Adding to the depth of the world by creating an environment for bunnies to live and hide in (more on that below) by creating a space for the bunnies to be unaware of the danger that the player is trying to save from, or add to, would immerse the player more in the world.
And of course, adding to the life of the bunnies by making them move, breathe, eat, (poop?), and react to the player based on the player’s decision. Giving them a voice through audio and reaction would make them so much more real and make the decision the player makes have that much more weight. In games like Skyrim — which presents you with ethical decisions — when you see the consequences of your decisions you feel more connected to those things: it becomes an ethical consequence and although in a virtual world, it still shapes the way you feel about the decision and even yourself.
I could add other animals or environmental threats, but I think keeping it simple would play on the thing I want to push on the most better.
Pushing on Obstruction and Ethical Choice
The level I created was very basic and meant to merely communicate a basic idea: obstruction and an ethical choice. I think the combination of choice and obstruction played well together. It would be interesting to push on those ideas combined more.
“To play on ethical decisions in games it’s not enough to merely present the player with a decision. You must also provide a consequence to that decision. Their choice must not be without consequence.”
I think the combination of choice and obstruction played well together. It would be interesting to push on those ideas together more.
To push the on-screen obstruction
I had wanted to make the placement of the obstruction random but ran out of time, but that would be the first thing I’d add. Also, on the technical side, the size of the obstruction would need to be scaled properly with the screen resolution.
An interesting idea that was pitched was actually having the bunnies take up space around the character instead of on the screen. It would still obstruct the player’s view, but I think a more interesting and immersive way.
To add interesting gameplay ethical decisions…
To play on ethical decisions in games it’s not enough to merely present the player with a decision. You must also provide a consequence to that decision. Their choice must not be without consequence.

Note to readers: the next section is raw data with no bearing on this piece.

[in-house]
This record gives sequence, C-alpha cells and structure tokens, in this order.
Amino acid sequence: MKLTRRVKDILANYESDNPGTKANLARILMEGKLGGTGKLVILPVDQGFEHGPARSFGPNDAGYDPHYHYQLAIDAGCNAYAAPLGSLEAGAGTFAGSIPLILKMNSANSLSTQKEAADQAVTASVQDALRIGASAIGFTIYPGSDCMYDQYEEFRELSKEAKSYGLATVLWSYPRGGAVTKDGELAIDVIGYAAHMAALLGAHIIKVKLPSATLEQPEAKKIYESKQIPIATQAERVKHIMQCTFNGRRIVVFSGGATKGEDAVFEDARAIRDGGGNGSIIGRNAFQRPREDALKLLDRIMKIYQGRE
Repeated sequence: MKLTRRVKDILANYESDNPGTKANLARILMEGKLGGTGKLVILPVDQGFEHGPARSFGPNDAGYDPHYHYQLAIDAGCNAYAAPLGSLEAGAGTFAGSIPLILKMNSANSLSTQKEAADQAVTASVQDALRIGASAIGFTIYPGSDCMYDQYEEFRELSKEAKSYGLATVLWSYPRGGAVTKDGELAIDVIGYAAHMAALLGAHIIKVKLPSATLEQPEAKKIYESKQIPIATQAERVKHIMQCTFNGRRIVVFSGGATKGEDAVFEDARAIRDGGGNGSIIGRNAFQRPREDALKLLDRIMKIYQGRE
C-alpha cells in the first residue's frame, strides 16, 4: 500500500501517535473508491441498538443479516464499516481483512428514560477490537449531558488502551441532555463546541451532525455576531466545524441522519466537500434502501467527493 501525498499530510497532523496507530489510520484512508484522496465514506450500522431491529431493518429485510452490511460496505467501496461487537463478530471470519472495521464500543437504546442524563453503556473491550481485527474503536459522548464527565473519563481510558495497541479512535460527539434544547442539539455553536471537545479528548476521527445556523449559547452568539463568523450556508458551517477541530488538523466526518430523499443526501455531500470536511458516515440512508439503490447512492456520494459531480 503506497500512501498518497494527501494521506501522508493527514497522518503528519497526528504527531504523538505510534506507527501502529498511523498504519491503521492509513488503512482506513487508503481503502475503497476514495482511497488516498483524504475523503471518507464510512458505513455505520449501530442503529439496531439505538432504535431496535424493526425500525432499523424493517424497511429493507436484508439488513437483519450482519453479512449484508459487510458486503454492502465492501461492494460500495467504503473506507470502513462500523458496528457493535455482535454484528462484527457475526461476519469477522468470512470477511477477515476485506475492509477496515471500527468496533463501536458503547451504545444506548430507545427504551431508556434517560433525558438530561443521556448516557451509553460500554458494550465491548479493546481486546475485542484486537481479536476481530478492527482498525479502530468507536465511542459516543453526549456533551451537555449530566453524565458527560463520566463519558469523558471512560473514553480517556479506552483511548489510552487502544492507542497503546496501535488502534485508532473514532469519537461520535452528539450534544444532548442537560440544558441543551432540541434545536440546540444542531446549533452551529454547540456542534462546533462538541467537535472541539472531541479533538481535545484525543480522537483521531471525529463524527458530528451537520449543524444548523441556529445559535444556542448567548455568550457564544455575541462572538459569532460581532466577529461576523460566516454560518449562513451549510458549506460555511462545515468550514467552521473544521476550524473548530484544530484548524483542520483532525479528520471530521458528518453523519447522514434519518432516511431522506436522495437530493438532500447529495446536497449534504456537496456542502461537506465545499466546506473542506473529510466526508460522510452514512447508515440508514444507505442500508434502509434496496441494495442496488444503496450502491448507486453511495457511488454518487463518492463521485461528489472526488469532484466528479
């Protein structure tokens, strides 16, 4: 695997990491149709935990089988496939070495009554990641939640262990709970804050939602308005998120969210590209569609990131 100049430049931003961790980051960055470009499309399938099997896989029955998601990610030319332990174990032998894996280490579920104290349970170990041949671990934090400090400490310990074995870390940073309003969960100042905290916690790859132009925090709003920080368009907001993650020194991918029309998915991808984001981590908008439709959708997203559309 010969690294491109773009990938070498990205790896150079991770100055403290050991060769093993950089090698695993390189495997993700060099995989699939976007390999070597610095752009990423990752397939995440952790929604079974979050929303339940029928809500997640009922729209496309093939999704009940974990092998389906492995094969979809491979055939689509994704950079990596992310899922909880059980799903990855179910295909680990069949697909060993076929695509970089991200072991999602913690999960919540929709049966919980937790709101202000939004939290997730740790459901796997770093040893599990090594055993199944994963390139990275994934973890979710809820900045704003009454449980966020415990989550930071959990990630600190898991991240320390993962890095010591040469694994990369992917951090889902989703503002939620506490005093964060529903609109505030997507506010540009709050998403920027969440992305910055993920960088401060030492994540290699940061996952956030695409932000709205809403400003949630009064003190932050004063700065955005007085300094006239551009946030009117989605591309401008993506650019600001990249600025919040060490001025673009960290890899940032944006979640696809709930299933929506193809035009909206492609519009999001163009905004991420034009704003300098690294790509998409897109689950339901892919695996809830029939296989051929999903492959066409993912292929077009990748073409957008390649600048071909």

I could add making it more difficult to pick up bunnies the more bunnies you’ve picked up (even adding the chance of accidentally dropping them and killing them that way), could even make player slower the more bunnies that are collected. But on the flip side I (with the basic game addition of slow-moving pace for the bunnies), to make it easier to save them the bunnies to come to the player. Screen obstruction could increase by making the screen could become lighter and brighter the more bunnies are saved. If you manage to save all the bunnies (Is that a challenge?) it could be a fun bright-out moment! The player could further witness what they’ve saved the bunnies from: or what they’ve left the bunnies they were unable, or unwilling, to save, were left to.
On the reverse, after adding a base slow-moving pace for the bunnies, I could make the bunnies faster and even attempt to avoid the player the more bunnies the player killed, especially when the player is clearly intentionally killing bunnies. As an additional threat, the murdered bunnies could come back to haunt the player. Player’s insanity could increase shown by a blurred screen, tinted red of course. The more insane, the blurrier the screen. If you manage to kill all the bunnies (Is that a challenge?) there could be a red-out moment with the player witnessing what they’ve done.
A lot of the game results are based on the difference of choice: a scale if you will, between these ethical choices. But what if the scale was basically equal? The bunnies become unsure to trust you or hide from you. Maybe some of the bunnies you managed to already save try to get away, maybe some you haven’t come to you. And your insanity is the highest because of the conflict. The screen could glitch with black and white and red. I mean, you got problems, so it could also become increasingly more difficult to control your avatar and his decisions as your insanity takes over!
“I think… the biggest issue with mobile games [is] when the game designer/developer doesn’t design gameplay mechanic input specifically for the device they are targeting.”
I think this would play well on mobile devices, perhaps better than on the PC where players are looking for more immersive, longer gameplay. This game is more about a quick experience which most mobile players look for. But to play well on mobile the controls would need to be modified. I think that’s the biggest issue with mobile games: when the game designer/developer doesn’t design gameplay mechanic input specifically for the device they are targeting. But with a few purposefully designed tweaks to gameplay mechanic input, I think this game would work beautifully on a tablet or phone.
Possible mobile gameplay mechanics
- Maybe a single tap rotates through the speed of the player (stop, walk, run), OR add a single speed uncontrolled by the player in the forward vector (for the direction the avatar is facing)
- Drag to change the direction of avatar movement
- Make the quick time event a quick double-tap (if using a single speed), or a swirl.
- Jump (unnecessary in this very basic, experiment of concept level, but would work well in a platformer with either crafted or procedural levels) could be a quick swipe.